By Nicholas Godfrey
Kyoto: Kikuka Sho (Japanese St Leger) G1 ¥267m (£1.95m), 3,000 metres (1m7f), turf, 3yo
Japan: Guts got the glory for Contrail (Yoshito Yahagi/Yuichi Fukunaga), who was given a mighty scare on Sunday before becoming the first horse since Orfevre in 2011 to complete the Japanese Triple Crown on Sunday in the 81st running of Kikuka Sho (Japanese St Leger).
Asked to stretch his stamina to 3,000 metres (1m7f) at Kyoto, the unbeaten colt was sent off at 1-10 against 17 rivals as he attempted to emulate his legendary sire, the great Deep Impact, in going through the Triple Crown sweep with an unbeaten career record. Symboli Rudolf (1984) is the only other horse to achieve the feat undefeated.
However, he was pushed all the way in a final-furlong duel by improving 23-1 shot Aristoteles before securing his place in the Japanese racing pantheon by a neck. Satono Flag stayed on for third place another 3½ lengths away.
For much of the race, there appeared little cause for concern as Contrail’s legion of supporters, although in hindsight he did travel a touch keenly in his bid to add the third leg of the Triple Crown to his victories in the Satsuki Sho (2,000 Guineas) and Tokyo Yushun (Derby).
Jockey Yuichi Fukunaga held him on a tight rein in mid-division on the rail – significantly, as it turned out, with Aristoteles racing in tandem – before moving through the field with no semblance of effort on the run to the final turn.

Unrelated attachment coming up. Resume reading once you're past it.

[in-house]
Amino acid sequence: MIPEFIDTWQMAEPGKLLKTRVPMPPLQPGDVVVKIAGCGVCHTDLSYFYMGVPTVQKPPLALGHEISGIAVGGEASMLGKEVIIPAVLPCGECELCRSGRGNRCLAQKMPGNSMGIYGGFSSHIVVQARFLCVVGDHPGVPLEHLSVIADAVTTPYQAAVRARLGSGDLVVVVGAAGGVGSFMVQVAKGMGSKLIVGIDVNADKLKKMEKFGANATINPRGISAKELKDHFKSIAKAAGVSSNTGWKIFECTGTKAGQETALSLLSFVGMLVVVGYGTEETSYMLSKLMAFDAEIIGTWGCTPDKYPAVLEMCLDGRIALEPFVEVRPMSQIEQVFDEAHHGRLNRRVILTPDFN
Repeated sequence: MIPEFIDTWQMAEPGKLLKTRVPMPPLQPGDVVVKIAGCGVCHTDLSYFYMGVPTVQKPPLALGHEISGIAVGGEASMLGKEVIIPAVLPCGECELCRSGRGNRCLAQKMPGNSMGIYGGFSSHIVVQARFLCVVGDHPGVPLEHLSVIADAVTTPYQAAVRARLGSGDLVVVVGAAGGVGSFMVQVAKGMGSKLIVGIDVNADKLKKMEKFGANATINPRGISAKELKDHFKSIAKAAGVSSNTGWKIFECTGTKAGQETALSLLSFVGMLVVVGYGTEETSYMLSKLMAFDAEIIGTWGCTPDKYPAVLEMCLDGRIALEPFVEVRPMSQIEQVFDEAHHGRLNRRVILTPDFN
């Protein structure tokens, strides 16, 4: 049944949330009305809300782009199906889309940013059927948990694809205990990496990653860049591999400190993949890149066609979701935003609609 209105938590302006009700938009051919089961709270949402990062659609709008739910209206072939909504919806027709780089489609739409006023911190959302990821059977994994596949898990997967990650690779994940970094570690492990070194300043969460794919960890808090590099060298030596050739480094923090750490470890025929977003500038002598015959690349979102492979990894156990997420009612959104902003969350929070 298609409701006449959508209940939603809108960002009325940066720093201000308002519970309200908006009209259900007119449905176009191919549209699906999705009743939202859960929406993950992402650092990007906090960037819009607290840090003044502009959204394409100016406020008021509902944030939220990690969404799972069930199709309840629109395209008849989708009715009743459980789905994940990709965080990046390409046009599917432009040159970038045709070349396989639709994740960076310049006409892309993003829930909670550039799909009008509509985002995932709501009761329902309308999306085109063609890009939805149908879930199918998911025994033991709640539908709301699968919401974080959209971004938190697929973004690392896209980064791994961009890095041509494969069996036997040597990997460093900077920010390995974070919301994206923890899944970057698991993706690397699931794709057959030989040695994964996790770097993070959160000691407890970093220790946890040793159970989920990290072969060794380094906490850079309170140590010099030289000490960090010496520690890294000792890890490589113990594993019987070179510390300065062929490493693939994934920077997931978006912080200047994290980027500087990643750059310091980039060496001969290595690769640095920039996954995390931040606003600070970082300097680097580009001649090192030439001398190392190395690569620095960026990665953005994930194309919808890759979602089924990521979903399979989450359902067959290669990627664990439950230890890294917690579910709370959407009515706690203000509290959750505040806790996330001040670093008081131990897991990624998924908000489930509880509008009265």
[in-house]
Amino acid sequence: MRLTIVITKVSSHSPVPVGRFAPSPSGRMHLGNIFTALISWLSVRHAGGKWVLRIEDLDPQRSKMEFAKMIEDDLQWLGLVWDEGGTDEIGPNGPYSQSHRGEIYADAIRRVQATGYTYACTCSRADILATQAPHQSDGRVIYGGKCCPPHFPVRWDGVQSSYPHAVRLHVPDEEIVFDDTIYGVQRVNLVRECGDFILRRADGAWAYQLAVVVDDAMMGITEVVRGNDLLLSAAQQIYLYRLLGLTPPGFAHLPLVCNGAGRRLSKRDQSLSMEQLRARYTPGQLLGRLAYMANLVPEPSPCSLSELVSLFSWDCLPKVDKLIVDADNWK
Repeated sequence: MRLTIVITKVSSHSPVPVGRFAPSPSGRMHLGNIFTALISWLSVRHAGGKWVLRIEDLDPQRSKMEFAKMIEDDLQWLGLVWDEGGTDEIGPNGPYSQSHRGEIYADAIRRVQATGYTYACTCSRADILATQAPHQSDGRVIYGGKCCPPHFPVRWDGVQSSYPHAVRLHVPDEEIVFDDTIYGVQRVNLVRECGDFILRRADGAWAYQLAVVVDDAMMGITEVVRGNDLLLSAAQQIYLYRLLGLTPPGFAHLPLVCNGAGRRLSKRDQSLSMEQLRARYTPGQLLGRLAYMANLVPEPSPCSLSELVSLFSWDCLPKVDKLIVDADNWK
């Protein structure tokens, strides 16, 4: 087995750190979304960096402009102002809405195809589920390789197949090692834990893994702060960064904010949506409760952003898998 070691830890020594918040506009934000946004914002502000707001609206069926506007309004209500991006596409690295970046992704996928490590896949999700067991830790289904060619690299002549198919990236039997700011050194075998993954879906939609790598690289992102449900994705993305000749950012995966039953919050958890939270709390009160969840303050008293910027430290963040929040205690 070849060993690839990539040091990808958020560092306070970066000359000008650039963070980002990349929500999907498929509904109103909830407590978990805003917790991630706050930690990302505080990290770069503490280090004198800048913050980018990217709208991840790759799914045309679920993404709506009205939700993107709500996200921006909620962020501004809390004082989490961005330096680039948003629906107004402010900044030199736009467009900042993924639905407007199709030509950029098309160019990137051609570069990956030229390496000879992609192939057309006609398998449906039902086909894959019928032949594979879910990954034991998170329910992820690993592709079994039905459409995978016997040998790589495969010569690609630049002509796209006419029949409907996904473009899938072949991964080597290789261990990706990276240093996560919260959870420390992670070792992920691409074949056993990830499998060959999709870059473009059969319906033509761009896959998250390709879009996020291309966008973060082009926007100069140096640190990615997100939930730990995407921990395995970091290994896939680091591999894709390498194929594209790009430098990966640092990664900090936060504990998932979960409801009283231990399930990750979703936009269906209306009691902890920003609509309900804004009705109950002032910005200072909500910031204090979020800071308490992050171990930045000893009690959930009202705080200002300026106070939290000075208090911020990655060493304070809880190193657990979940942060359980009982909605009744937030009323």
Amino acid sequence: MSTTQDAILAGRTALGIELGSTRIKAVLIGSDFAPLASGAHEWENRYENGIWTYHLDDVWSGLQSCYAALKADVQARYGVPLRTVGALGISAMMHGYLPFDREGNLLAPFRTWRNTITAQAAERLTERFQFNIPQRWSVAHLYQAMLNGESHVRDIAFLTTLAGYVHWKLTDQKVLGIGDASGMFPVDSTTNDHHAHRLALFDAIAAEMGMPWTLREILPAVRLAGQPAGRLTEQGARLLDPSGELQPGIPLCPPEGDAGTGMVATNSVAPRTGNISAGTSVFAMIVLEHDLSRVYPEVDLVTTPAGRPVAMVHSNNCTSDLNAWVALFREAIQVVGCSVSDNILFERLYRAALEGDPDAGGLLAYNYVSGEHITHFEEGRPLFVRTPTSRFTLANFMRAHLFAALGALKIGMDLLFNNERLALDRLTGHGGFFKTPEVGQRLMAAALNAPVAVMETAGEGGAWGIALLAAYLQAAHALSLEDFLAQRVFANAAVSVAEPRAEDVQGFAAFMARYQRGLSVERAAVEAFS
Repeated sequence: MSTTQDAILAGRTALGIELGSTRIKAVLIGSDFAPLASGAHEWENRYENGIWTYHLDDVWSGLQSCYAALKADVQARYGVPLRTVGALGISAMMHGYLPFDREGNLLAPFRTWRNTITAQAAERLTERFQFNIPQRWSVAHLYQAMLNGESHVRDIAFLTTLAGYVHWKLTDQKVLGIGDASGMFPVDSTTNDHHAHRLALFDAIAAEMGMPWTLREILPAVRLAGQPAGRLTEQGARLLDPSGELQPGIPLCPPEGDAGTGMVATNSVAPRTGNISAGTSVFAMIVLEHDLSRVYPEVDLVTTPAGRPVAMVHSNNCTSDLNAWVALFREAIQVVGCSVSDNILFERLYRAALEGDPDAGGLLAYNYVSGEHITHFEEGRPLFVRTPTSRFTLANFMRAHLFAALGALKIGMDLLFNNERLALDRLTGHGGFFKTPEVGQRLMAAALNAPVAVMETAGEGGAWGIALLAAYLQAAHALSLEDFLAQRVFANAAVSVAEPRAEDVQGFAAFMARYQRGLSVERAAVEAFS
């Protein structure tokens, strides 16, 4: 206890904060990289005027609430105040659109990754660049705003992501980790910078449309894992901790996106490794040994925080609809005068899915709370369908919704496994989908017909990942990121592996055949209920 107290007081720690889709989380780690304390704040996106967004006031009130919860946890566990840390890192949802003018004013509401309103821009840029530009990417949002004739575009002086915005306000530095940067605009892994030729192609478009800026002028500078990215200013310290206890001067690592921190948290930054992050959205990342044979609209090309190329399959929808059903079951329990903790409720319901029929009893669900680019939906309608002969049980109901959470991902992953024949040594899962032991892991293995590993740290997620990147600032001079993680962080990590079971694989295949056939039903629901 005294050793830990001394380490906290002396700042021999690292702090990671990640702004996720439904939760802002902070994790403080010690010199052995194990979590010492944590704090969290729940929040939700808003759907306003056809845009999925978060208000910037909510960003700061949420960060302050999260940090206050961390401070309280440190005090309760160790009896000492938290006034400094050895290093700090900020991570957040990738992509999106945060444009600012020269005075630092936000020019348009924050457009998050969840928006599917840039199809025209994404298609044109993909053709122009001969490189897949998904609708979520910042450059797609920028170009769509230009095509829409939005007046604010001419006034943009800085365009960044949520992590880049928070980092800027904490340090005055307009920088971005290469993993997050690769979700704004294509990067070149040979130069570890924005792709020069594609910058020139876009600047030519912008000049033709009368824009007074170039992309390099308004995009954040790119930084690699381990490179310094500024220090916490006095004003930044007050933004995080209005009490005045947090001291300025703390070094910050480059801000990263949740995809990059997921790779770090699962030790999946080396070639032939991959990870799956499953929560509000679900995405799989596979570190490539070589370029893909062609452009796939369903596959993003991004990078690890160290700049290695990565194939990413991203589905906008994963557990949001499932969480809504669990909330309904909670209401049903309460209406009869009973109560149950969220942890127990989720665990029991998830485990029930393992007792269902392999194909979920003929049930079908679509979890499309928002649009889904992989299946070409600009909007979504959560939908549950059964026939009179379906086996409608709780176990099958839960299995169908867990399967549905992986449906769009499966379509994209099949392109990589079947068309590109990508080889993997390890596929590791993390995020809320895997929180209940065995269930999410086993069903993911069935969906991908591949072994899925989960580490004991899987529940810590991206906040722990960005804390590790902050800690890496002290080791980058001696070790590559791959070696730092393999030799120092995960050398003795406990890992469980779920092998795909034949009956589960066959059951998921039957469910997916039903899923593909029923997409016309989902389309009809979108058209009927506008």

His every move, though, had been shadowed by champion jockey Christophe Lemaire, who had parked Aristoteles on his outside and delivered his effort in the straight alongside before battle commenced.
Contrail showed courage to match his undoubted talent in holding off Aristoteles, who was just unable to wear down his superstar rival, whose fans were able to breathe a sigh of relief as he took his winning streak to seven races.
“I can’t say that I was successful in keeping him relaxed during the race with so much pressure from Aristoteles,” admitted Fukunaga.
“It turned out to be a tough race for us with Aristoteles looking quite strong and persistent, and this race may not have been his best performance, but I kept my faith in Contrail and he certainly showed how strong he is to have maintained his position up to the end of the 3,000-metre trip.”
Contrail duly enters the history books as the eighth Triple Crown winner in Japanese racing history after St Lite (1941), Shinzan (1964), Mr C.B. (1983), Symboli Rudolf (1984), Narita Brian (1994), Deep Impact (2005) and Orfevre (2011).
It isn’t only the Japanese racing community who will be hoping for a clash between Contrail and his female counterpart Daring Tact, who completed the fillies’ Triple Crown a week earlier. It could possibly happen in the Japan Cup on November 29 at Tokyo racecourse.
• Visit the Japan Racing Association website